New technology is changing the real estate industry. From home search websites that continuously deliver the most accurate information about homes for sale, to new apps that let home buyers call a real estate agent like an Uber, real estate has changed a lot in the last 10 years.
But technology advancements outside of the industry also may impact real estate. Take, for example, the driverless car.
Companies from Google to Volvo, Tesla, and BMW are already making driverless cars a reality. Voyage, a driverless car service, currently has autonomous vehicles on the roads for testing, as shown in a recent New York Times article.
It’s easy to see how driverless cars could impact road rules and daily commuting, but what about real estate?
Steve Murray, CEO of REAL Trends, look forward to the next 10 years of real estate to predict some of the big changes that will affect the housing market in the article below.
Demographic and societal changes that may impact housing and consumers.
by Steve Murray, CEO
At the March 2017 Association Executive Institute in Denver, REAL Trends presented on “Real Estate in the Next Ten Years”—as if anyone can know ten years out what’s going to happen.
I chose to present on three demographic or societal changes and how they might impact housing and consumers. Those changes are driverless or autonomous cars, organ replication and other life-extending treatments and the potential securitization of the equity side of the housing market. Each could have a profound effect on housing demand and liquidity.
I presented along with Rick Palacios, Jr., director of research for the John Burns organization, about big housing changes thanks to driverless cars. John Burns is a well-regarded housing research organization based in California.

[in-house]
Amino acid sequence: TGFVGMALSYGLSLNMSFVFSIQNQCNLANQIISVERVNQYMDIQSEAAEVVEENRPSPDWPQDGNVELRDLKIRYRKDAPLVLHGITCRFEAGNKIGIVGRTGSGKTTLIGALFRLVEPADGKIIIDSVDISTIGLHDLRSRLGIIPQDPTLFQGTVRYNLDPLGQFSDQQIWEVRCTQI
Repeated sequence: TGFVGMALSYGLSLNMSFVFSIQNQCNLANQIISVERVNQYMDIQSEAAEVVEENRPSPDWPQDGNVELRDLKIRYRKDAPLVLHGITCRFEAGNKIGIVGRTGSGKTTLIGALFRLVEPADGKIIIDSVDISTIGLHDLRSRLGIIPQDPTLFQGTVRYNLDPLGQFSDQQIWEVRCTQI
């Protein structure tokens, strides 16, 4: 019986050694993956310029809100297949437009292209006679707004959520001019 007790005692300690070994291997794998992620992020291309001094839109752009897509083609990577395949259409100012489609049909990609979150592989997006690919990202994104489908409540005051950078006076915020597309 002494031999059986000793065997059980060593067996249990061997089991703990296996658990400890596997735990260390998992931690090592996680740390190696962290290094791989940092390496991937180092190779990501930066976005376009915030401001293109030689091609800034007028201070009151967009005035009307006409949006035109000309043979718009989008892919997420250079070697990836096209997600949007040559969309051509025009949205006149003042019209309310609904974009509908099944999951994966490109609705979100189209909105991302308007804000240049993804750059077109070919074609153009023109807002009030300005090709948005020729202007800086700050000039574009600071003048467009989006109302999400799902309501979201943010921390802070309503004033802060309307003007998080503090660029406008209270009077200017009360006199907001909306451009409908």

Here are some of Palacios’ picks for impacts on housing:
- Prime real estate will be unlocked for new homes (parking lots, etc.)
- Outlying drive-until-you-qualify housing markets will become reachable and help with choice and alternatives.
- Urban employment should continue rising as prime real estate is re-purposed for housing allowing more people to live closer to city amenities.
- Construction costs will decline as transportation costs plummet.
- Home sales for elderly segments may decline as the availability of transportation makes their existing homes more livable due to access to driverless cars.
Certainly, there are other impacts that driverless cars may have, but it seems clear that the limitations of the current mobility systems will give way to entirely new housing patterns. Two of the largest questions, therefore, may be how fast will driverless cars become a reality? And, how fast will housing developers and city planners be able to accommodate new housing opportunities?
… It should be an interesting next ten years.
This article originally appeared in the October 2017 issue of the REAL Trends Newsletter is reprinted with permission of REAL Trends, Inc. Copyright 2017.